The newly restored Ford Amphitheater at Coney Island & Seaside Park.
Before photo of the former Child's Restaurant.
Water effects on the ornamental terra cotta pieces.
Salvaged common bricks with similar physical properties were used throughout the project.
Deteriorated steel roof framing.
Steel deterioration near window openings.
American Architect article from 1924 was used to reference original building details.
Original window
Window replica
Terra cotta detail before restoration.
Terra cotta detail after restoration.
Pre-construction drawings of the unique terra cotta pieces that were to be replaced.
Construction in progress with a behind-the-scenes look at some of the scaffolding.
Scaffolding had to be set up numerous times in various areas throughout the project.
East wall of the former Child's Restaurant during construction.
The new rooftop restaurant at the Ford Amphitheater.
New rooftop restaurant.
Interior shot of the newly completed restaurant at the Ford Amphitheater.
The new theater at the newly completed Ford Amphitheater at Coney Island and Seaside Park.
Owner 
Seaside Park
Location 
Coney Island, NY
Project Team 
WSP Cantor Seinuk
Engineer-of-Record
PULLMAN
Specialty Contractor
GKV Architects
Architect
Kaese Architecture
Architect
Hunter Roberts Construction Group
General Contractor

Ford Amphitheater at Coney Island & Seaside Park

Project Highlights 
  • Historic restoration
  • Adaptive reuse
  • Terra cotta replication and restoration
Project Description 

The former Child’s Restaurant, located on the boardwalk in Coney Island, is a rare remnant of the old Coney Island of the early 20th century. Constructed in 1923, the landmarked building is a deceptively large masonry box, designed as if it washed up out of the sea with sand colored stucco walls dripping with exquisite terra cotta ornaments. The restaurant closed after WWII and was later used for candy manufacturing before becoming vacant for a long period of time.

Multiple efforts to resurrect the vacant structure were made, including its intermittent use as a roller rink. There were also several different attempts to redevelop the property, but success did not culminate until 2012, when a massive team was put together by New York-based real estate firm, iStar. City-owned adjacent land and former street beds to the west of the structure were joined to provide space for 5,000 seats and a one+ acre park. PULLMAN was a part of a team that included GKV Architects, Kaese Architecture, iStar, Newbanks, and Hunter Roberts.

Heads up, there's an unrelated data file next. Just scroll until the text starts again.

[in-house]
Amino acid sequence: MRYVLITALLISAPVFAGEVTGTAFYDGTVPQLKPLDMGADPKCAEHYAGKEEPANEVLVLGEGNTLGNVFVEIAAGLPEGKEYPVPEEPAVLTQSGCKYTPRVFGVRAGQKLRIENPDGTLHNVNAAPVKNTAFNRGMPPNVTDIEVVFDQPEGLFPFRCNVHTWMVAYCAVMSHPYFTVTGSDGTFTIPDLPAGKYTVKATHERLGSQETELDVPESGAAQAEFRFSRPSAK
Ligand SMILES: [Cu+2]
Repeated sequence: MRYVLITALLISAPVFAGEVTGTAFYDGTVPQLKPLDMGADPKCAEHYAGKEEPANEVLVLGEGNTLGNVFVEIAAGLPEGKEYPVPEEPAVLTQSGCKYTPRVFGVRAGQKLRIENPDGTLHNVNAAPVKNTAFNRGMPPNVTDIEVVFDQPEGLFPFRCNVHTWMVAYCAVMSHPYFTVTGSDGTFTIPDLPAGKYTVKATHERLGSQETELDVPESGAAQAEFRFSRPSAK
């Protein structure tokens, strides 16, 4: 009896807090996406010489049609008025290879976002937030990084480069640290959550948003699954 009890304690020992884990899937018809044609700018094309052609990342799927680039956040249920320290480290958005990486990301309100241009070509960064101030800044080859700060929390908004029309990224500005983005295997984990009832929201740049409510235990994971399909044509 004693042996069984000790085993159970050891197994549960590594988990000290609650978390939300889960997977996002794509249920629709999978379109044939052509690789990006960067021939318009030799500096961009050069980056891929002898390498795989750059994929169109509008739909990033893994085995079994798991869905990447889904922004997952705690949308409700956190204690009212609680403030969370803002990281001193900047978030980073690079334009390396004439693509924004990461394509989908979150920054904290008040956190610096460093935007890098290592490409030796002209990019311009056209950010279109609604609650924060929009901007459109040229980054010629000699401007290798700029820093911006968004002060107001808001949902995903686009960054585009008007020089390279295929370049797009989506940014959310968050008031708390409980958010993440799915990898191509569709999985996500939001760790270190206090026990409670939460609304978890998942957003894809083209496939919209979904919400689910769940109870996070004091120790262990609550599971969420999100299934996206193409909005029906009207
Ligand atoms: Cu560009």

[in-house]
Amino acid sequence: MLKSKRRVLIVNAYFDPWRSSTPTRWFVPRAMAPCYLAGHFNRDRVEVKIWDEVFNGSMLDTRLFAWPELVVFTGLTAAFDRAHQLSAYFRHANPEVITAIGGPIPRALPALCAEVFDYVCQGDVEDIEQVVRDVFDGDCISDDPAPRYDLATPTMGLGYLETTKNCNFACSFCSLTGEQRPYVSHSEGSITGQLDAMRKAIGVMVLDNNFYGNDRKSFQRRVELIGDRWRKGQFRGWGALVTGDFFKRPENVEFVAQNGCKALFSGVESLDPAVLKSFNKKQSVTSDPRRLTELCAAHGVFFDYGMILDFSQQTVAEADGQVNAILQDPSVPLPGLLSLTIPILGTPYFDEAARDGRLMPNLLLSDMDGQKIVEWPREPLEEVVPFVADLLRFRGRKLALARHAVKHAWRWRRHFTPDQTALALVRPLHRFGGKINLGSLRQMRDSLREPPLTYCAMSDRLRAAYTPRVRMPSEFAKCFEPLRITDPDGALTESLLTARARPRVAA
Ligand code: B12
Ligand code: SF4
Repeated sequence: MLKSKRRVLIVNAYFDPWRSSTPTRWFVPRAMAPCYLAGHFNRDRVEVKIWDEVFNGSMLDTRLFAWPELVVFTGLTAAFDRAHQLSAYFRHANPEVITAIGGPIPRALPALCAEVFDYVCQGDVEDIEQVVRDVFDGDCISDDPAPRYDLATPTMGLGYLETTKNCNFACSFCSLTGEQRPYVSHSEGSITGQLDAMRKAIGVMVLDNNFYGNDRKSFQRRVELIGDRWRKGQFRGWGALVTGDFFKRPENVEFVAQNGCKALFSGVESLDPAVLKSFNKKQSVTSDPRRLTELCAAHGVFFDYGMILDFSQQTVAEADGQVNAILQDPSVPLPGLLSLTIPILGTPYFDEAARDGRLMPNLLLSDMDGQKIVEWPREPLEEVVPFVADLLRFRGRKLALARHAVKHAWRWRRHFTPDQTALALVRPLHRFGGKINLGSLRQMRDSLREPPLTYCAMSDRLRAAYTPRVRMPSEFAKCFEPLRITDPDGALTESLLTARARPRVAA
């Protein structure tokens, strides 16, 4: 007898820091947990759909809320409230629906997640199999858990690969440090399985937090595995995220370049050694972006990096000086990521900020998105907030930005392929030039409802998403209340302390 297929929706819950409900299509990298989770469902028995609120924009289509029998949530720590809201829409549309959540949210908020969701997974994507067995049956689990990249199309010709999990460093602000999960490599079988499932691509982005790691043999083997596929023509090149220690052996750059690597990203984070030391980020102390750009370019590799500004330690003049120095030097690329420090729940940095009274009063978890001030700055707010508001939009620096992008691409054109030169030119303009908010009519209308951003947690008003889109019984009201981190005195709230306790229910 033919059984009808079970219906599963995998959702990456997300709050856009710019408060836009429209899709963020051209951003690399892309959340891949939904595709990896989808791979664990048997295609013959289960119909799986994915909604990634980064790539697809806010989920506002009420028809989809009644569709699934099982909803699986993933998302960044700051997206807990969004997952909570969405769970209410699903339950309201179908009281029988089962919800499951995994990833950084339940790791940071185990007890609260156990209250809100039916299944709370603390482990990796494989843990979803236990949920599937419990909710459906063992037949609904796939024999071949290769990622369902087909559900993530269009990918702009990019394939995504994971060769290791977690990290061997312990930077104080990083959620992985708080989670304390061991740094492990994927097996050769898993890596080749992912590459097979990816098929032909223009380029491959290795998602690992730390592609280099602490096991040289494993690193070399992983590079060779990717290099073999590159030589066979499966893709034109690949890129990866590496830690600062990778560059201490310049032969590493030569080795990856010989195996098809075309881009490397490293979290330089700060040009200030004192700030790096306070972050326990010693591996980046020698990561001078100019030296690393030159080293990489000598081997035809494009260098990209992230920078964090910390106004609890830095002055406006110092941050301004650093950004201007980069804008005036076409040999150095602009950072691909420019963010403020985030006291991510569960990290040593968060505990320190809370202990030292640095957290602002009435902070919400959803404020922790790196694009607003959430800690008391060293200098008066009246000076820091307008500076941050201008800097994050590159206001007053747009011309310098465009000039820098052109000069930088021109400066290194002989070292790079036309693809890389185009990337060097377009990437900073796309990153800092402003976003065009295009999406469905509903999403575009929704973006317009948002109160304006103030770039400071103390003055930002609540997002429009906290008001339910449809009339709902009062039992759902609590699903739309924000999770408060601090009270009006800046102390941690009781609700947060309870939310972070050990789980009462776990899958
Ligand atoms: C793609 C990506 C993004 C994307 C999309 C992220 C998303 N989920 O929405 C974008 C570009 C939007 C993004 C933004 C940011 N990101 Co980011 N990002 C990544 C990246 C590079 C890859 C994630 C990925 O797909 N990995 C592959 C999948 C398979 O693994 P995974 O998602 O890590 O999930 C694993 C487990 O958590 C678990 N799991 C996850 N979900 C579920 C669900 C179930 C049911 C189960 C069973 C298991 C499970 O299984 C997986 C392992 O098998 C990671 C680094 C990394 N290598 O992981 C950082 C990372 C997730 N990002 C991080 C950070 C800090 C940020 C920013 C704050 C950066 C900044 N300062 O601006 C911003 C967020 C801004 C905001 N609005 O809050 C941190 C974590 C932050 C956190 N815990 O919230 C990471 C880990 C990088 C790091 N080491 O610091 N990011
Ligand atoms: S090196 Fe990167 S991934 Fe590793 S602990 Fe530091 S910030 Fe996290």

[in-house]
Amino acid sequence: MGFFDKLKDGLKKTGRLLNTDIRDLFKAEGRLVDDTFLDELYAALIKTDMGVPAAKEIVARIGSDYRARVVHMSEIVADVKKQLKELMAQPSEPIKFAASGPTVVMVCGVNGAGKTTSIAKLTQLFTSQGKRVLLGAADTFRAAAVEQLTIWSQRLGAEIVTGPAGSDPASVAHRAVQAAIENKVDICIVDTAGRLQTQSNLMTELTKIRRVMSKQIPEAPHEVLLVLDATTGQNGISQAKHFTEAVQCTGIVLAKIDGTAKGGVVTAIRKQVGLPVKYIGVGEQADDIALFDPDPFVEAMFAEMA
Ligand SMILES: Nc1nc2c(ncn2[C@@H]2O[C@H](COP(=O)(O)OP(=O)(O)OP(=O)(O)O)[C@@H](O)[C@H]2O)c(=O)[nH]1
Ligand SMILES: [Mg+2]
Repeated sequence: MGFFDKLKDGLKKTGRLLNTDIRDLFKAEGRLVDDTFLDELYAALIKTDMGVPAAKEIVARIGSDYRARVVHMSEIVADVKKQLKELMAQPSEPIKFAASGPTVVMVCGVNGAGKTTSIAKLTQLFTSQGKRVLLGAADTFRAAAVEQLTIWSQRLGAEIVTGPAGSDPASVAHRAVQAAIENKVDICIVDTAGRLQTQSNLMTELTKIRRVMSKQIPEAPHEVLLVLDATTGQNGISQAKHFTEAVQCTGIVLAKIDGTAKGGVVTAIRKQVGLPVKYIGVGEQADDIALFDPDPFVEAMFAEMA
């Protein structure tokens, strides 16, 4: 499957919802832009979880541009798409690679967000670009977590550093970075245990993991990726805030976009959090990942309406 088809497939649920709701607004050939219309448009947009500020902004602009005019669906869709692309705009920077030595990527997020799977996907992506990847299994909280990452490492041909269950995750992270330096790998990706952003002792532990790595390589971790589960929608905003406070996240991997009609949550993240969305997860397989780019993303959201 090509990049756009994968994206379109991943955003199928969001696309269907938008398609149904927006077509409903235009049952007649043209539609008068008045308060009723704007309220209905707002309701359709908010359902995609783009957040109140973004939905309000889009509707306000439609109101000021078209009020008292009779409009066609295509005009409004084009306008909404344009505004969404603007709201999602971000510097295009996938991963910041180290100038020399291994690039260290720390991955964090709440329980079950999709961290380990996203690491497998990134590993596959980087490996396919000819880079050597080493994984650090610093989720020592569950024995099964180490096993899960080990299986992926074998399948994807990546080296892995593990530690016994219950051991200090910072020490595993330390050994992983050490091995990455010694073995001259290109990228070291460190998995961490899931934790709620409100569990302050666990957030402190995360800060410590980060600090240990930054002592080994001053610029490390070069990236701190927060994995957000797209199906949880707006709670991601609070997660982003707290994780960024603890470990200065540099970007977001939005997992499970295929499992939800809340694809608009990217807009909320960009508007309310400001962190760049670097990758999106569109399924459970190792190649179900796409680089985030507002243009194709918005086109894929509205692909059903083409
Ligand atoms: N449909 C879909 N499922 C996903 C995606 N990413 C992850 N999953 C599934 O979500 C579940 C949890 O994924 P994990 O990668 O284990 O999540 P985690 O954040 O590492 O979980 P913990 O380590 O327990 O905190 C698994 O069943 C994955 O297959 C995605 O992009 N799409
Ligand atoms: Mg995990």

Restoration & Replication Efforts

Due to the building’s proximity to the ocean, it had been highly affected by corrosion, erosion, biological growth, and freeze/thaw cycles. The damage was most prominent on the ornamental terra cotta pieces and stucco on the exterior walls. Photographs from an American Architect article about the building were extremely helpful in determining some of the very subtle differences in what appeared to be identical ornamentation. In total, thirty-six glazes were developed from over 600 samples, and 752 new terra cotta pieces were replicated for the building, while 102 were salvaged and reset, and 171 were repaired on site.

A layer of incompatible stucco on the south and east walls and all asbestos containing waterproofing materials were also removed. This resulted in the discovery of numerous cracks related to deteriorated structural framing. Damaged sections were repaired or replaced. Extreme care was taken to match the new terra cotta and stucco to the original terra cotta and stucco as closely as possible.

In addition, the building’s western wall was damaged during a massive multi-block fire in 1932, so the exterior wythe of brick had to be removed and replaced. Finally, the center section of the west wall was removed for the opening of the amphitheater stage and a roof top bar was constructed.

Reviving the Past for a Brighter Future

A blighted brick box, adorned with some of the most spectacular terra cotta ever conceived, much less created and installed, was renovated to become a community center, restaurant, and amphitheater. The original themes and historic fabric were honored and restored, and the original use of a restaurant was incorporated into the new design.

After years of a decay and a multi-year, multifaceted restoration, the building has new life on the Coney Island boardwalk. It has received multiple awards, including a 2017 ICRI Award of Excellence for Historic Restoration, and, more recently, The New York Landmarks Conservancy Lucy G. Moses Preservation Award, also known as the “the Oscars of Preservation”.